WFM’s stock market performance
Whole Foods Market (WFM) has delivered below-average stock market performance this year. The company’s stock price has come down by 10.6% year-to-date as of April 26, 2016, after losing 33% of its value in 2015.
In comparison, the other two pure-play organic companies—The Fresh Market (TFM) and Sprouts Farmers Market (SFM)—have gained 22% and 5.3%, respectively. Although The Fresh Market has been riding high on the acquisition bid from Apollo, Sprouts Farmers Market’s stock market performance is more a result of its strong financial performance.
Kroger (KR) is the worst-performing major supermarket and has lost around 10.7% year-to-date (or YTD). It is interested to note that KR was the best performer among the supermarket peer group in 2015 (+32%) and the only supermarket with positive stock returns during the year.
Whole Foods Market (WFM) pays healthy dividends to its shareholders. The company increased its quarterly dividend payment by 3.8% to $0.14 per share in fiscal 1Q16.
The company has grown its dividends by around 40% over the last five years. WFM’s one-year forward dividend yield stands at 1.9% as compared to Kroger’s 1.2% and Walmart’s (WMT) 2.9%. Sprouts Farmers Market (SFM) and The Fresh Market (TFM) do not offer dividends.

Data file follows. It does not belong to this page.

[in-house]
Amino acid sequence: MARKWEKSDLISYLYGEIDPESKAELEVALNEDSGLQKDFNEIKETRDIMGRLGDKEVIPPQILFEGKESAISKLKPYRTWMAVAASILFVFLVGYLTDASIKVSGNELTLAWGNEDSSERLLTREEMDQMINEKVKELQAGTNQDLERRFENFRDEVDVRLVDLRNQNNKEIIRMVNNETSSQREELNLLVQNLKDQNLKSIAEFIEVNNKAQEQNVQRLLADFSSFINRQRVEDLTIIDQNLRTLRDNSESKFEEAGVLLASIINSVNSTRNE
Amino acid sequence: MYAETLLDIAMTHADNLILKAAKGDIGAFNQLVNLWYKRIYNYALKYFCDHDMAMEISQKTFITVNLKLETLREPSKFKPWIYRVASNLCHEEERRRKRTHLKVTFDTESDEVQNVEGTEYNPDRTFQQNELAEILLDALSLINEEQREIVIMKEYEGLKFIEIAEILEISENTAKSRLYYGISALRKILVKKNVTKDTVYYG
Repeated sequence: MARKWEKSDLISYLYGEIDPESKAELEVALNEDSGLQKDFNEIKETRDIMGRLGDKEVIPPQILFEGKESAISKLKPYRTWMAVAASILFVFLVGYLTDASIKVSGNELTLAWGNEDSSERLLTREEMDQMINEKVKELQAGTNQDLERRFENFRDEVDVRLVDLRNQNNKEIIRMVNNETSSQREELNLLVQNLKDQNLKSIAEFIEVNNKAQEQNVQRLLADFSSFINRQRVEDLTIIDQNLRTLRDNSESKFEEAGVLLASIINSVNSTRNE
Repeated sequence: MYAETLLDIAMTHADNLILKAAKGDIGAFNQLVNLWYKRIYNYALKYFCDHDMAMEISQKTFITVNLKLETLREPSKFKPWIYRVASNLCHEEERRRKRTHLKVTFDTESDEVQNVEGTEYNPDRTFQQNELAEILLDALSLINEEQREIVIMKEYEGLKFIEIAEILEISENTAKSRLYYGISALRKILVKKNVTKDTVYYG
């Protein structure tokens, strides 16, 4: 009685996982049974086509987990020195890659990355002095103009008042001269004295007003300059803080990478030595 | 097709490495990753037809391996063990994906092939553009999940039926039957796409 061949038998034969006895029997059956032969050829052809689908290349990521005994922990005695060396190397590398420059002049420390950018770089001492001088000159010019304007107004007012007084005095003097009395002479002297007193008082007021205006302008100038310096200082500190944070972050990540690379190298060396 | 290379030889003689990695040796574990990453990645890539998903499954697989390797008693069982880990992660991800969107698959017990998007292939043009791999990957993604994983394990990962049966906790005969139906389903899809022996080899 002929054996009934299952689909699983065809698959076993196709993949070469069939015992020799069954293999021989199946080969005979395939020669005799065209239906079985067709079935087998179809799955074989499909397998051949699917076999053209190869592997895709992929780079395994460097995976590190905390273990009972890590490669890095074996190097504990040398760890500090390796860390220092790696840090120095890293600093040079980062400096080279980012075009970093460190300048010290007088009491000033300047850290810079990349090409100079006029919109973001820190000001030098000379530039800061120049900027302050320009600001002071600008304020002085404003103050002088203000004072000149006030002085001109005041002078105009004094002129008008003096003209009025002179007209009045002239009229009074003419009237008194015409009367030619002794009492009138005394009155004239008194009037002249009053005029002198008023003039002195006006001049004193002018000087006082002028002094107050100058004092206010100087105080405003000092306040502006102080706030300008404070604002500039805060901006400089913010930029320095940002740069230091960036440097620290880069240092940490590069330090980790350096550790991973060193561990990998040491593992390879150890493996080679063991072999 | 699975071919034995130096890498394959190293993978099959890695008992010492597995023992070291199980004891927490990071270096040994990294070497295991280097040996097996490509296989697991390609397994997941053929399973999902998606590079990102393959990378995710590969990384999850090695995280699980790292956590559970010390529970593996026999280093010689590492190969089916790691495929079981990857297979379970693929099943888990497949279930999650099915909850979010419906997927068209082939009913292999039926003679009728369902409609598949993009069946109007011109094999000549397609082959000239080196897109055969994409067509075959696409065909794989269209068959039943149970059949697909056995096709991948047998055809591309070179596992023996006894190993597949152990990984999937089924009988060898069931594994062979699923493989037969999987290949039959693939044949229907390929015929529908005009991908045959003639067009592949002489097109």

Whole Foods Market initiated a $1 billion share buyback program in November 2015. Under this plan, the company repurchased 21.2 million shares worth $634 million during fiscal 1Q16.
Total shareholder returns
Whole Foods Market’s (WFM) continuous poor performance in the stock market in 2014 (-12% YTD), 2015 (-33% YTD), and the current year (-10.6% YTD) has resulted in lower total returns on the company’s common stock as compared to its peers. The company’s one-year and three-year shareholder returns stand at -39% and -11.4%, respectively.
In comparison, Kroger has delivered 3.7% to its shareholders through dividends and stock price appreciation over the last year and 30.7% over the last three years.
Investors seeking to add exposure to Whole Foods can consider the VanEck Vectors Retail ETF (RTH), which invests 1.5% of its portfolio in the company.
The final part of this series will examine WFM’s current valuations.